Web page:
IGNAZ BRÜLL wrote well over 100 piano works, many orchestral and chamber pieces as well as numerous operas. Sadly, nearly all of his works have been ignored by the music establishment for over a hundred years, and the public have been denied access of Brüll’s qualities as a composer which were so evident to his friend Johannes Brahms. Brüll deserves to be repositioned alongside friends Brahms, Mahler and Schumann. Even his close friendship with Brahms could not save him from the anti-Semitism be fuelled by Wagner and Liszt during the 19th century. Hitler idolised Wagner, and he ordered that music scores of Jewish composers be found and burnt. Fortunately for us, many of them were well hidden.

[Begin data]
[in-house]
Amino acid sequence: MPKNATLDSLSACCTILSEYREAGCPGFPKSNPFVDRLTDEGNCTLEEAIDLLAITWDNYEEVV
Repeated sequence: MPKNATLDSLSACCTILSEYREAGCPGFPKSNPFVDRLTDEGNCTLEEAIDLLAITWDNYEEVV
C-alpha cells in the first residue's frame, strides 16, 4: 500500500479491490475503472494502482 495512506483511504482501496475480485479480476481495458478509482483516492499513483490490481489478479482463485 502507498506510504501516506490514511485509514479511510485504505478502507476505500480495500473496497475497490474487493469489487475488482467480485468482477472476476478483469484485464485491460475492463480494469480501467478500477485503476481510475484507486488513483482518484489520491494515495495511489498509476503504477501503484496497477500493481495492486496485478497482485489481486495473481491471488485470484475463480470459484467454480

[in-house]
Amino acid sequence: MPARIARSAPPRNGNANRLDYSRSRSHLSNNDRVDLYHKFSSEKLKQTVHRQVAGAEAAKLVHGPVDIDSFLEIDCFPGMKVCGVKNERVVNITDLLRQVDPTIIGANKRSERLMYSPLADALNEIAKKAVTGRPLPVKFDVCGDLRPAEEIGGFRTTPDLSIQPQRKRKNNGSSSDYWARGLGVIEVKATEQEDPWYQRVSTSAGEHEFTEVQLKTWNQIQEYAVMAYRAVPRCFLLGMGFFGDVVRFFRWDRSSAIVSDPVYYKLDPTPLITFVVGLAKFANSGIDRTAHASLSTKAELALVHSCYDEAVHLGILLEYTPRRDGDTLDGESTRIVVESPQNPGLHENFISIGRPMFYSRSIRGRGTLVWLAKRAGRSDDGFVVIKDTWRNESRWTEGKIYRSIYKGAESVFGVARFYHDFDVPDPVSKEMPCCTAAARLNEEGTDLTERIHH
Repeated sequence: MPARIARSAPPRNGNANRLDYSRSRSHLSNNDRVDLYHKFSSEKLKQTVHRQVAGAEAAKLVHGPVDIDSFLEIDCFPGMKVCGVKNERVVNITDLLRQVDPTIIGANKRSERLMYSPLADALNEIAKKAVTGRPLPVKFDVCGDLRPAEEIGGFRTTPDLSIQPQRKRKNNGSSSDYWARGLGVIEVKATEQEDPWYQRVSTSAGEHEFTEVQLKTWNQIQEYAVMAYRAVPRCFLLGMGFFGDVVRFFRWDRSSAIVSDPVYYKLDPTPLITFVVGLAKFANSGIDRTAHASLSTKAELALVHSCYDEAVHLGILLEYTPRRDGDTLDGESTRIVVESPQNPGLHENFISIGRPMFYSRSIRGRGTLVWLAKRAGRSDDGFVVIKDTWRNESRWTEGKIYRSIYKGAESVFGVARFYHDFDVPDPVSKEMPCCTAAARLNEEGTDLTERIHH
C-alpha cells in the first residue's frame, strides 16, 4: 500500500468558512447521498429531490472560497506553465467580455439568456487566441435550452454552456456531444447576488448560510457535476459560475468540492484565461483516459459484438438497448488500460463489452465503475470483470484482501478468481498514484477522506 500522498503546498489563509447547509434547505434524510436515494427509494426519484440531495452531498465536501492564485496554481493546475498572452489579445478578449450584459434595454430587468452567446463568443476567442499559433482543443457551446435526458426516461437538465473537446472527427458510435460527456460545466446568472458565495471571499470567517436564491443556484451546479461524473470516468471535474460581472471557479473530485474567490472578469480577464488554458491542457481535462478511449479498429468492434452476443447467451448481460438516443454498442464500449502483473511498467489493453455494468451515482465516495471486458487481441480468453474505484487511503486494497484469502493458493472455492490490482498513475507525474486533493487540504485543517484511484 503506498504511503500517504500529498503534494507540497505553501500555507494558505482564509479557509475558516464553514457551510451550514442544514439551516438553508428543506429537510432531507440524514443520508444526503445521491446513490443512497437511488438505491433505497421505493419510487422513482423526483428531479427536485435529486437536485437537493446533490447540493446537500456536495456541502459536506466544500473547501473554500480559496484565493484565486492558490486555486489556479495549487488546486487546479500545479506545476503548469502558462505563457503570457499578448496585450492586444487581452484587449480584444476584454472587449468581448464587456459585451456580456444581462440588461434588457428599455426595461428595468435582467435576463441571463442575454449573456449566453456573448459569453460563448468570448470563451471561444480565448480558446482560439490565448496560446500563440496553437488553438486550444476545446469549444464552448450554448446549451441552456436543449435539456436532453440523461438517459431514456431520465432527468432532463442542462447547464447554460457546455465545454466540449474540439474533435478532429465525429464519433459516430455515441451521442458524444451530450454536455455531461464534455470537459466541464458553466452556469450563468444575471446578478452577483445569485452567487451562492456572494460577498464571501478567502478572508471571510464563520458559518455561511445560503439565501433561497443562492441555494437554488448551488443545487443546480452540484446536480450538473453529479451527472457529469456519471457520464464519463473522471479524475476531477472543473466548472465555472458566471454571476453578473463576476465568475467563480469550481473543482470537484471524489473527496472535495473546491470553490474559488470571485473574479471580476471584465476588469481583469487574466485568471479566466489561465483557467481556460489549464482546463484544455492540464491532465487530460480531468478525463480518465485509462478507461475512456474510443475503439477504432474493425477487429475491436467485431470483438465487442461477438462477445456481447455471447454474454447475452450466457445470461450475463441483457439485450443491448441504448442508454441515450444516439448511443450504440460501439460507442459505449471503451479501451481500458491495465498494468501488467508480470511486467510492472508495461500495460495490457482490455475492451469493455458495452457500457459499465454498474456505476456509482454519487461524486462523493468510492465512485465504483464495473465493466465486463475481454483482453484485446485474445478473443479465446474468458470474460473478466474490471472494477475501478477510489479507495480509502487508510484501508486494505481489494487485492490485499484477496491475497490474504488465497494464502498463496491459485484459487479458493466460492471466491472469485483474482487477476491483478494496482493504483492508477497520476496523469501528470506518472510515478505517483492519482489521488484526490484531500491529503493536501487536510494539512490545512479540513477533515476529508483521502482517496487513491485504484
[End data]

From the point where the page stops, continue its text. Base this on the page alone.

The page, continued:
SALOMON JADASSOHN: To have been a composer in the late nineteenth century Germany must have been a mixed blessing. The pantheon of greats featured the refined Brahms, the revolutionary Wagner and romantic Reinecke. This left little room, therefore for composer of less renown, especially those whom the musical and political establishment would have chosen to keep out of the limelight. Salomon Jadassohn found little support for his work and a composer. Overshadowed by his colleague and superior at the Leipzig Conservatory, Carl Reinecke, opportunities for presentations of his more than 140 compositions were rare. In addition, due to his Jewish faith, Jadassohn was unable to secure prominent posts in Leipzig as a conductor or teacher. Nevertheless, his reputation as a teacher at the Conservatory drew students to him, including Busoni, Grieg and Sigfrid Karg-Elert.